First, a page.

THE REPUBLICAN Party of 2012, as captured in a poll by The Post and the Kaiser Family Foundation, has shifted significantly to the right on several key measures. One striking example noted by The Post’s Dan Balz and Jon Cohen: The share of Republicans who believe strongly that the government controls too much of daily life rose to 63 percent, up 24 points from a 1998 survey.

The challenge for Republicans is that they have not been willing to match their anti-government rhetoric with a realistic — that is to say, politically palatable — vision of what a smaller government would entail. Or, more to the point, what it wouldn’t: Presumptive nominee Mitt Romney, his running mate, Rep. Paul Ryan (Wis.), and others rail about waste and vow to impose tight spending targets but do not specify, beyond a few small tokens, which programs would be jettisoned or pruned. Nor have Republicans been willing to explain how they would pay even for the shrunken government they envision. Their tax policy blends magical thinking about the economic impact of tax cuts with fill-in-the-blank gaps where difficult, and politically perilous, policy choices would be.

Mr. Romney’s choice of Mr. Ryan, and the consequent focus on entitlement reform, offer the GOP a chance to present itself as the party of fiscally responsible grown-ups. Mr. Ryan’s carefully designed “premium support” model for Medicare reform is worthy of debate, and given the inevitable Mediscare campaign Mr. Romney deserves credit for advancing it. But peddling the illusion of pain-free tax cuts is irresponsible. So is the notion that the safety net the GOP ticket professes to want to maintain, the aging society’s health care the candidates vow to protect and the defense budget they insist must increase can all be paid for on a shrunken revenue base.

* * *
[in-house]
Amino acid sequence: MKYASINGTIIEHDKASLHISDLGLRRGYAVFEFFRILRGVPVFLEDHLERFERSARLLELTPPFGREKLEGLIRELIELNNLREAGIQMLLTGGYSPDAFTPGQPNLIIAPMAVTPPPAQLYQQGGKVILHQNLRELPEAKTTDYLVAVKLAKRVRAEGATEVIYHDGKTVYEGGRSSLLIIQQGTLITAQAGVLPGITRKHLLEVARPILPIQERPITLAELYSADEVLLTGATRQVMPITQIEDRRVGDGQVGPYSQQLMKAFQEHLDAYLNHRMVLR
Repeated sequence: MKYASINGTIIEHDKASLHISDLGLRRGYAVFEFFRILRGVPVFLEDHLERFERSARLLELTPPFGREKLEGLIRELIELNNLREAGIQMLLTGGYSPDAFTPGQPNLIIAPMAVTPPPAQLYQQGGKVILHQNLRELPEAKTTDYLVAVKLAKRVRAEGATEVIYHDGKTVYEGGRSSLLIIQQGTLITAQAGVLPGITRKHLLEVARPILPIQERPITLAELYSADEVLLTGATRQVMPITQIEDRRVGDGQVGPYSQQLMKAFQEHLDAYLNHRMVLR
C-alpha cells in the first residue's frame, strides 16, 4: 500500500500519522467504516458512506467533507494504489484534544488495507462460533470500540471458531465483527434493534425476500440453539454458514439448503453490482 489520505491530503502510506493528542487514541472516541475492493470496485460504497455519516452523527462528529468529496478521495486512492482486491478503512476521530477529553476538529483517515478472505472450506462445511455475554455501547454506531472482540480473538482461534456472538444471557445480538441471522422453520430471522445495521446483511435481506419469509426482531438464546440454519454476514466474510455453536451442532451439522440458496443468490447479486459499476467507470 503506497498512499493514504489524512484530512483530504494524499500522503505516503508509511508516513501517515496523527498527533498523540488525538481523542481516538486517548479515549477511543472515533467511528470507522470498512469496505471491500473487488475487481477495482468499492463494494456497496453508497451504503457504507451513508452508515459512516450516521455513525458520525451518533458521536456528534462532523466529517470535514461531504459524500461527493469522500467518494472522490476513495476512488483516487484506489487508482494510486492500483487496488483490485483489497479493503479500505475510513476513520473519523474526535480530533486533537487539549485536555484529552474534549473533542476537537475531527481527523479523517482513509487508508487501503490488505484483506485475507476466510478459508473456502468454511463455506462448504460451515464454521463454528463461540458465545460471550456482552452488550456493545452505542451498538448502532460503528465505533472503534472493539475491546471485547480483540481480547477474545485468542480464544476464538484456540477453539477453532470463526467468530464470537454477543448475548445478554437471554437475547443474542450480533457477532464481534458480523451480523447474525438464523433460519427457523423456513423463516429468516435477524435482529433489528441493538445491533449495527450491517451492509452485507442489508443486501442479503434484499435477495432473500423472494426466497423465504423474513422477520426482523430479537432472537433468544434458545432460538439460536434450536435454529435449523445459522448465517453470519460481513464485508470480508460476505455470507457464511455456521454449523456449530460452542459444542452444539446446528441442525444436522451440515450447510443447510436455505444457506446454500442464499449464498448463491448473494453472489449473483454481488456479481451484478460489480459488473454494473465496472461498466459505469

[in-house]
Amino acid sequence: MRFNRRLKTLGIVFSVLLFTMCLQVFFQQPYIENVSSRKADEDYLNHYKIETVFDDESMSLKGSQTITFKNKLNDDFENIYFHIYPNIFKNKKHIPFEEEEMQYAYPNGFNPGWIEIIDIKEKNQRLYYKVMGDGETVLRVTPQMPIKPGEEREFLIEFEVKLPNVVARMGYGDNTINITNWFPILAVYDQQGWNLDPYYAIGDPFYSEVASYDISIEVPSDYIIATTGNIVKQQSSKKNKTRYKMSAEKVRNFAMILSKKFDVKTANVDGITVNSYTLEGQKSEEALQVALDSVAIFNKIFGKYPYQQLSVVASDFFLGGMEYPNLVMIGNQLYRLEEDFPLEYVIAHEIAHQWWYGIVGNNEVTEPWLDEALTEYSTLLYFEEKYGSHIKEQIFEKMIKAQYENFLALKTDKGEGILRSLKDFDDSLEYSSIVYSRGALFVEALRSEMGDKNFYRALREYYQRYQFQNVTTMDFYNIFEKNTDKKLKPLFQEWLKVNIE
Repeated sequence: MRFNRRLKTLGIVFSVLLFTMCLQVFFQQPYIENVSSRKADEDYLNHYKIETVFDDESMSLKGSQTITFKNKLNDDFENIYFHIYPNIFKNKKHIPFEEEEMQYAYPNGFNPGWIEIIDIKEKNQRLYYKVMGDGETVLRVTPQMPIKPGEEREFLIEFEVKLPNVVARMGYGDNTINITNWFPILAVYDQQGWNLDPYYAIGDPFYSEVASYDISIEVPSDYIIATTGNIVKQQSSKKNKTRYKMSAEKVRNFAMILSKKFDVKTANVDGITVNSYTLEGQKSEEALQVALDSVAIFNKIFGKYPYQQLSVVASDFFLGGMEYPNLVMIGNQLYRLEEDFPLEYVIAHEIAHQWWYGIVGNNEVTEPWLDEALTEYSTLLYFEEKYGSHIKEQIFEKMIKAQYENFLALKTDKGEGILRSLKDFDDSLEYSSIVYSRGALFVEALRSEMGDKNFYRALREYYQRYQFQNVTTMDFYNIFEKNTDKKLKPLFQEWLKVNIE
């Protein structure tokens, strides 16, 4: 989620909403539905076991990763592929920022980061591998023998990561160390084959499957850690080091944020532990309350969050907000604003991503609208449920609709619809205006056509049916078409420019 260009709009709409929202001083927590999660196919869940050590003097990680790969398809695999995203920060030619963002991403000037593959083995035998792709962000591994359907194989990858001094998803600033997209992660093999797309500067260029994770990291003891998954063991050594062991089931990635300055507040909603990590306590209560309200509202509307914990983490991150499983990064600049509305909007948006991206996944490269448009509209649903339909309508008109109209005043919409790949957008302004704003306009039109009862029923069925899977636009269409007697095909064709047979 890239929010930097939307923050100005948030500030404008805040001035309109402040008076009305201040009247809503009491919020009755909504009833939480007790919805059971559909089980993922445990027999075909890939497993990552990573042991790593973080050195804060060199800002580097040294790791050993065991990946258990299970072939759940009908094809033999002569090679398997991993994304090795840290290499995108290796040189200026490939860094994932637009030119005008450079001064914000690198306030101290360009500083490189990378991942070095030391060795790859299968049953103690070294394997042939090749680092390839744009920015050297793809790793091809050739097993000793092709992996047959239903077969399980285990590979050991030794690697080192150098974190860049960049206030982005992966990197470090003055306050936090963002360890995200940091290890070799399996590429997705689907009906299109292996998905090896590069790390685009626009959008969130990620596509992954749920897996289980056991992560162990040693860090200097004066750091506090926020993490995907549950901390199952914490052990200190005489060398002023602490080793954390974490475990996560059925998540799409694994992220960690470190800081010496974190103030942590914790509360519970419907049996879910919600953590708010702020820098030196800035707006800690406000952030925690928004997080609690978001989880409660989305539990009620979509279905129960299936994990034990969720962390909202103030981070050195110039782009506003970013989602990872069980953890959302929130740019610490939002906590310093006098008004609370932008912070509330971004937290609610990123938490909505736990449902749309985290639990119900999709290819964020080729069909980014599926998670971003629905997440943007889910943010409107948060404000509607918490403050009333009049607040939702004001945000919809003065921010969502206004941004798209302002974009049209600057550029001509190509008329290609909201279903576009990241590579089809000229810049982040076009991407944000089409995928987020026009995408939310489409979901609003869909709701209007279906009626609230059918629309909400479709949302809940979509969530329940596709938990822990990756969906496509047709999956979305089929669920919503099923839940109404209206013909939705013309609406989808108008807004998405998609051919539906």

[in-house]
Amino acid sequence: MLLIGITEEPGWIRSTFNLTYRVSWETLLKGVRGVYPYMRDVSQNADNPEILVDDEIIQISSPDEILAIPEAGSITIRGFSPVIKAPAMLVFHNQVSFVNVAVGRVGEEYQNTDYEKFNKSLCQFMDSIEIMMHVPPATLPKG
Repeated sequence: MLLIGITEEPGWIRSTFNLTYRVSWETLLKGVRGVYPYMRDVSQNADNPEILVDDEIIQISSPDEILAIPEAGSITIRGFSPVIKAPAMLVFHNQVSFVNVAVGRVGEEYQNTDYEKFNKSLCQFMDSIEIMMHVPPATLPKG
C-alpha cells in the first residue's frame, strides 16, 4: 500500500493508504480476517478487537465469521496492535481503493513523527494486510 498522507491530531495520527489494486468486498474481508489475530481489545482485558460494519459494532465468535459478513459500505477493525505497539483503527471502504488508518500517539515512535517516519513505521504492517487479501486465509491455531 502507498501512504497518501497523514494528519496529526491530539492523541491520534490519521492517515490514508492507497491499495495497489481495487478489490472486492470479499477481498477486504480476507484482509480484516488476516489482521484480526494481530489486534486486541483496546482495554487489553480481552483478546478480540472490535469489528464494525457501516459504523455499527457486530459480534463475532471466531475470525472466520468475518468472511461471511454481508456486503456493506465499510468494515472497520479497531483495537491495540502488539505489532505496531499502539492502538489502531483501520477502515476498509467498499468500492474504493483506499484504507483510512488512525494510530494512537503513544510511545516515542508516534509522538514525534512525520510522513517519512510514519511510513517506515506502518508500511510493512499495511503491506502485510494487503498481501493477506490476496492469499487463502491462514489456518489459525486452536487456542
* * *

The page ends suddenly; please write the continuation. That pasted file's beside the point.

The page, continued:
Then there are the social issues once again swirling around Republicans, as welcomed by party leaders at the convention as Tropical Storm Isaac. Leaders denounced Missouri Senate candidate Todd Akin’s ignorant and insulting remarks about abortion and rape. But Mr. Akin’s outburst reminded voters — not the overwhelmingly anti-abortion partisans attending the event but the ambivalent ones observing from afar — about the GOP’s outlier views on abortion rights. The party platform again calls for a constitutional amendment to prohibit abortion, with no exception in cases of rape and incest; this is a position opposed by the overwhelming majority of Americans. Mr. Romney would retain exceptions in situations of rape, incest and where the mother’s life is threatened; Mr. Ryan, who once took a no-exceptions view, says that the nominee’s stance is a good “first step.” But an unpopular one: In the Post poll, 70 percent of Democrats, 58 percent of independents and 34 percent of Republicans said abortion should be legal in all or most cases.

Other social issues, particularly combined with demographic shifts, also pose problems for the party. Its unyielding stance on immigration makes it difficult for the party to make inroads among the growing population of Latino voters. Its opposition to same-sex marriage conflicts with the drift of public opinion, particularly among younger voters. One final set of numbers from the Post poll underscores the peril for the party as its convention begins: The share of independents who believe Republican leaders are taking the party in the right direction has plummeted from 73 percent in 2005 to 28 percent today. That suggests some trouble with the GOP’s current definition.